Scott Genius geometry details

The Genius has up-to-date, modern trail geometry, with a long, low and slack attitude.

SizeSmallMediumLargeExtra Large
Head tube length (mm)90100120135
Head angle (slack, degrees)63.963.963.963.9
Top tube length (mm)570602631659
Standover (mm)729739754769
BB height (mm)432.5432.5432.5432.5
Wheelbase (mm)1,1951,2291,2631,294
Seat angle (degrees)77777777
Chainstay length (mm)440440440440
Reach (mm)430460485510
Stack (mm)617626644658

The headset cups can be rotated to give one degree of adjustment, either 64 or 65 degrees. Markings on the cups and frame ensure proper alignment.

Carbon frames are shipped with an additional headset that gives a 64.5-degree head angle. The Genius comes set up with a 65-degree head angle, while the Genius ST will be 64 degrees.

Headset cups can be adjusted to alter the head angle.
Daniel Geiger / Scott

Compared to the outgoing model, this new Genius is two degrees steeper at the seat angle, 20mm longer in reach and half a degree slacker.

Scott Genius suspension details

The sag meter on the main pivot.
Daniel Geiger / Scott

TwinLoc is Scott’s system of altering the shock’s air spring and damping characteristics on the fly, via a three-position bar-mounted lever system. This lever system ads a third lever to operate a cable-actuated dropper post.

The Genius and the Genius ST have slightly different systems.

Both use Fox Nude shocks, with the Genius receiving a Nude version of a single-can air shock. The ST receives a Nude version of the new Float X shock.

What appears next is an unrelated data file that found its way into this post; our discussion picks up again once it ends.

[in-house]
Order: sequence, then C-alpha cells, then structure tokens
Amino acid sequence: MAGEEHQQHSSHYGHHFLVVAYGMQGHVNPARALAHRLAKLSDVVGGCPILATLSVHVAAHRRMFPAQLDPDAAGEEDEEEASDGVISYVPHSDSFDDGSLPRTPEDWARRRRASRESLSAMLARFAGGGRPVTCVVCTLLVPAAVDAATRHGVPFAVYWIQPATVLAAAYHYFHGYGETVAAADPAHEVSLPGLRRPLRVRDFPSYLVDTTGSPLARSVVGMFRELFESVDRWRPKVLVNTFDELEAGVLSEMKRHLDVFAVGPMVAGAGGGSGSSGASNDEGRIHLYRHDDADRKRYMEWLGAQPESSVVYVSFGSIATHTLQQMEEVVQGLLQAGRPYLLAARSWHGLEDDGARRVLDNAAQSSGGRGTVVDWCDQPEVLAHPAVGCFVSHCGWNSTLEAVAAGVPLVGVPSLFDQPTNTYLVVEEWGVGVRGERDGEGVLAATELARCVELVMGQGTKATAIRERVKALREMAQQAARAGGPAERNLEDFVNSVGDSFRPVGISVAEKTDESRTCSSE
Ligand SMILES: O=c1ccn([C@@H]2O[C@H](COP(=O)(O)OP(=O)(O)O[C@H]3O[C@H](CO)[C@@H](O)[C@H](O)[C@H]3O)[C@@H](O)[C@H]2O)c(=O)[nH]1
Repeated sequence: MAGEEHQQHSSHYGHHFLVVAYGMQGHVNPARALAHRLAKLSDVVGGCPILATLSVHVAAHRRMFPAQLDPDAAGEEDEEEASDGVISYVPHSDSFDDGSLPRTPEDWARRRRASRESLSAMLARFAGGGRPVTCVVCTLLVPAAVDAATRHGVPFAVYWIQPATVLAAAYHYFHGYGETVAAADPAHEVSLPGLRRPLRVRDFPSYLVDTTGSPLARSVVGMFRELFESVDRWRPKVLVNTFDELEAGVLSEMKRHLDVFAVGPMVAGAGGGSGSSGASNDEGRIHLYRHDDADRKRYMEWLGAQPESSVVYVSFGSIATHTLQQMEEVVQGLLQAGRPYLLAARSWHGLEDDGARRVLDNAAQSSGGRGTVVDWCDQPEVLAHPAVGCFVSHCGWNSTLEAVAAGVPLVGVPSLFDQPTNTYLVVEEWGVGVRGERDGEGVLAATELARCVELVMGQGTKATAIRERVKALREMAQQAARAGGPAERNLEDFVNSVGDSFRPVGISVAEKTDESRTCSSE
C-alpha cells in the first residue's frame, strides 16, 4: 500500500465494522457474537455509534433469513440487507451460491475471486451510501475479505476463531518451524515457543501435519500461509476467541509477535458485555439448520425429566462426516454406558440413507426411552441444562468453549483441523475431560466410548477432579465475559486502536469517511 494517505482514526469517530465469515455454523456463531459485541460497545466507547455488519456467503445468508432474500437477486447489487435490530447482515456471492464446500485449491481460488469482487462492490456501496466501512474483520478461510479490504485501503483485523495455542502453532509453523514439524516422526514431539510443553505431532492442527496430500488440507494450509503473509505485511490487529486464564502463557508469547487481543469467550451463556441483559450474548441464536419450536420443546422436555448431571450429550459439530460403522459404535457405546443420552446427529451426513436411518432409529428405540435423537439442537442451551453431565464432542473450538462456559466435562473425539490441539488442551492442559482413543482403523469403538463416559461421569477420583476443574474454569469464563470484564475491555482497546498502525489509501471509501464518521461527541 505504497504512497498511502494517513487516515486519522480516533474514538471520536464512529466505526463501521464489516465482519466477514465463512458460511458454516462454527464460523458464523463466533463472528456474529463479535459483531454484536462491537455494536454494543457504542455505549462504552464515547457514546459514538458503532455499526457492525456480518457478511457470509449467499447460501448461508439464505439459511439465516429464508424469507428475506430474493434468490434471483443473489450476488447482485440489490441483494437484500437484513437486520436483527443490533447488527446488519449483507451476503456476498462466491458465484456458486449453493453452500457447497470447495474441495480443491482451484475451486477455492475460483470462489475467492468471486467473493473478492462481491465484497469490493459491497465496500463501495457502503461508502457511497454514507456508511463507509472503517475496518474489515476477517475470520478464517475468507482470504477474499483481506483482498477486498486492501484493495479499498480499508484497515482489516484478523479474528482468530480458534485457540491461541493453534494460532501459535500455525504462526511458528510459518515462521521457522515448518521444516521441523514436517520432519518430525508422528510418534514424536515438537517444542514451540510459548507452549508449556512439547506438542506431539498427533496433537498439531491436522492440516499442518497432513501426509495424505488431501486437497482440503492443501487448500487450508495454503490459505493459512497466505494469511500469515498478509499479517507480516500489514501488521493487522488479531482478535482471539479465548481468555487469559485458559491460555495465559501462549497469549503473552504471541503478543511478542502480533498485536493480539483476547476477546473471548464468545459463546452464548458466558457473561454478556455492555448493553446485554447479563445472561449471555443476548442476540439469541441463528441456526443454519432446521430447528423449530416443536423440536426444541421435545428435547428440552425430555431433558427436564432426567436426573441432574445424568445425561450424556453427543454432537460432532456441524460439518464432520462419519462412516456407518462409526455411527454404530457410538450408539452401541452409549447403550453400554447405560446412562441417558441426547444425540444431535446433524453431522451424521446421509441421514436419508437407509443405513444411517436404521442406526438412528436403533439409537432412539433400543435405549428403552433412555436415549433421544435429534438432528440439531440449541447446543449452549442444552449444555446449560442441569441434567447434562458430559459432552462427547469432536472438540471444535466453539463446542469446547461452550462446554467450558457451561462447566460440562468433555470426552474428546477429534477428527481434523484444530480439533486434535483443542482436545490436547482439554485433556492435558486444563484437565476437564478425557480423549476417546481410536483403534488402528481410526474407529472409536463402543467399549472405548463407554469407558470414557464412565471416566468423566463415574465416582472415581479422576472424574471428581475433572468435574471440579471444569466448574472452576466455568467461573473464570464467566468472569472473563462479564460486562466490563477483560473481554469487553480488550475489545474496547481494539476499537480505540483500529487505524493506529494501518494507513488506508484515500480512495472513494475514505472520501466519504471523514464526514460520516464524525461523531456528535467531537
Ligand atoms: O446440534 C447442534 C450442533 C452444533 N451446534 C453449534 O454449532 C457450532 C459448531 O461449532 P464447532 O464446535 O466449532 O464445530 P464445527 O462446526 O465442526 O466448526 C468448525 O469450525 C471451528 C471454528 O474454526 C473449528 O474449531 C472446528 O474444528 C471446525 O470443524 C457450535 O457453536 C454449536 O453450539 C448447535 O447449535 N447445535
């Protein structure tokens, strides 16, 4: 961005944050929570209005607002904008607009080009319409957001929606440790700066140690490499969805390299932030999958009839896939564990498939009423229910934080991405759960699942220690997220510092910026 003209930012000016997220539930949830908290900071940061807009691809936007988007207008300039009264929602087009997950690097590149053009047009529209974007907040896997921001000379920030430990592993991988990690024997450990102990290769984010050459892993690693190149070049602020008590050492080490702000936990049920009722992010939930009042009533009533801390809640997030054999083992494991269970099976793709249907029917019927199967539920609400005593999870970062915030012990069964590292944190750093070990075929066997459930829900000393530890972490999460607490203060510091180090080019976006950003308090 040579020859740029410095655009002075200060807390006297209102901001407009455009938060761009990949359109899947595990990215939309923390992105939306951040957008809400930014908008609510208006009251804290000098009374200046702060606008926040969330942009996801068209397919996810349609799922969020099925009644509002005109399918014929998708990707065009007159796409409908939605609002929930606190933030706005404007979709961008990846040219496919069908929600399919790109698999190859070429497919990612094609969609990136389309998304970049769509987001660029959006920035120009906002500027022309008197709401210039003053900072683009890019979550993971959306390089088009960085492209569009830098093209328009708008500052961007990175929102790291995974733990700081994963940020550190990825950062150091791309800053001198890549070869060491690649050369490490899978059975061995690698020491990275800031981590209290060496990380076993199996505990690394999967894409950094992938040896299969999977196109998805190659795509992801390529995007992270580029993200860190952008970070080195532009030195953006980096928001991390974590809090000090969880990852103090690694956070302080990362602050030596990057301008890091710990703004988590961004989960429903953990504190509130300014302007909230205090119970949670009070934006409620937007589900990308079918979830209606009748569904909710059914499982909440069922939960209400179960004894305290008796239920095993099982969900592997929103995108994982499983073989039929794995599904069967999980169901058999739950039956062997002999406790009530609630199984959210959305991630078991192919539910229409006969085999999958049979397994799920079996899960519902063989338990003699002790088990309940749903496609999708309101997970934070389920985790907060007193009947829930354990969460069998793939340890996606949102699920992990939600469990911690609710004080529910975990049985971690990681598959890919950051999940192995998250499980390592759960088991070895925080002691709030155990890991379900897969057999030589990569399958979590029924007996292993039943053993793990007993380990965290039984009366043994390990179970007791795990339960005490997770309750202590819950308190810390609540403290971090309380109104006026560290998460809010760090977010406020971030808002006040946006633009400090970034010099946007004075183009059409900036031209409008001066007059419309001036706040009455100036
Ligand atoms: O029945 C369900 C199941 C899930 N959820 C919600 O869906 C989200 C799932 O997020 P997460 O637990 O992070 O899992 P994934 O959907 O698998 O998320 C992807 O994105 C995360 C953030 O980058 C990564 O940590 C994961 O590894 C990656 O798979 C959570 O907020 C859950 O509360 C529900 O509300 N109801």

Both also offer Climb, Ramp Control and Descend modes. In Ramp Control mode, the size of the air chamber is restricted, which effectively reduces travel to 60 per cent of the original, while also helping keep the suspension propped up, with less sag and thus a higher bottom bracket.

Genius bikes also integrate the TwinLoc with Fox’s FIT4 damper, offering three damping positions similar to those on the fork. The Genius ST bikes’ Fox 36 forks aren’t linked to the TwinLoc, enabling some models to use the top-end GRIP2 damper.

Scott Genius TwinLoc system

The standard Genius’ TwinLoc has a fully open Descend mode, where the shock is able to access a fully-open damper and an air spring that comprises two chambers.

In Ramp Control mode, a pin closes off the secondary air chamber and adds extra hydraulic damping.

In Climb mode, the secondary air chamber remains closed, and the damping circuit is also closed.

Scott Genius ST TwinLoc system

The TwinLoc lever integrates shock/fork control and the dropper post lever.
Daniel Geiger / Scott